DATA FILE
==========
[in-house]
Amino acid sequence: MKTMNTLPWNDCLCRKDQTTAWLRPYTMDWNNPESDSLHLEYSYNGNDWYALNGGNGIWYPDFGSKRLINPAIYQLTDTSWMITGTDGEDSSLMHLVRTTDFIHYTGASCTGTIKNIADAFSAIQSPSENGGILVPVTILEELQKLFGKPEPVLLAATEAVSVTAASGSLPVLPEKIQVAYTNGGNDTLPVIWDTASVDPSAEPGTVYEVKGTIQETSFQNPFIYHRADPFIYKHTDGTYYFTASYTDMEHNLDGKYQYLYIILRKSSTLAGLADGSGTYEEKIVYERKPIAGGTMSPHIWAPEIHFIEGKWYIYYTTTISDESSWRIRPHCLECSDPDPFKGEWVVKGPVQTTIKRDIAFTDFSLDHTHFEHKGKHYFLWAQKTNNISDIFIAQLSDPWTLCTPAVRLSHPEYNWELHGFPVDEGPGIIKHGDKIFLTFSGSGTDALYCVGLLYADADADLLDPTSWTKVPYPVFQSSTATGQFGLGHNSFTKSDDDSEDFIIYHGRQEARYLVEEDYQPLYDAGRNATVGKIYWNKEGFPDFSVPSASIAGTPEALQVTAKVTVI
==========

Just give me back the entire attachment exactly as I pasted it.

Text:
[in-house]
Amino acid sequence: MKTMNTLPWNDCLCRKDQTTAWLRPYTMDWNNPESDSLHLEYSYNGNDWYALNGGNGIWYPDFGSKRLINPAIYQLTDTSWMITGTDGEDSSLMHLVRTTDFIHYTGASCTGTIKNIADAFSAIQSPSENGGILVPVTILEELQKLFGKPEPVLLAATEAVSVTAASGSLPVLPEKIQVAYTNGGNDTLPVIWDTASVDPSAEPGTVYEVKGTIQETSFQNPFIYHRADPFIYKHTDGTYYFTASYTDMEHNLDGKYQYLYIILRKSSTLAGLADGSGTYEEKIVYERKPIAGGTMSPHIWAPEIHFIEGKWYIYYTTTISDESSWRIRPHCLECSDPDPFKGEWVVKGPVQTTIKRDIAFTDFSLDHTHFEHKGKHYFLWAQKTNNISDIFIAQLSDPWTLCTPAVRLSHPEYNWELHGFPVDEGPGIIKHGDKIFLTFSGSGTDALYCVGLLYADADADLLDPTSWTKVPYPVFQSSTATGQFGLGHNSFTKSDDDSEDFIIYHGRQEARYLVEEDYQPLYDAGRNATVGKIYWNKEGFPDFSVPSASIAGTPEALQVTAKVTVI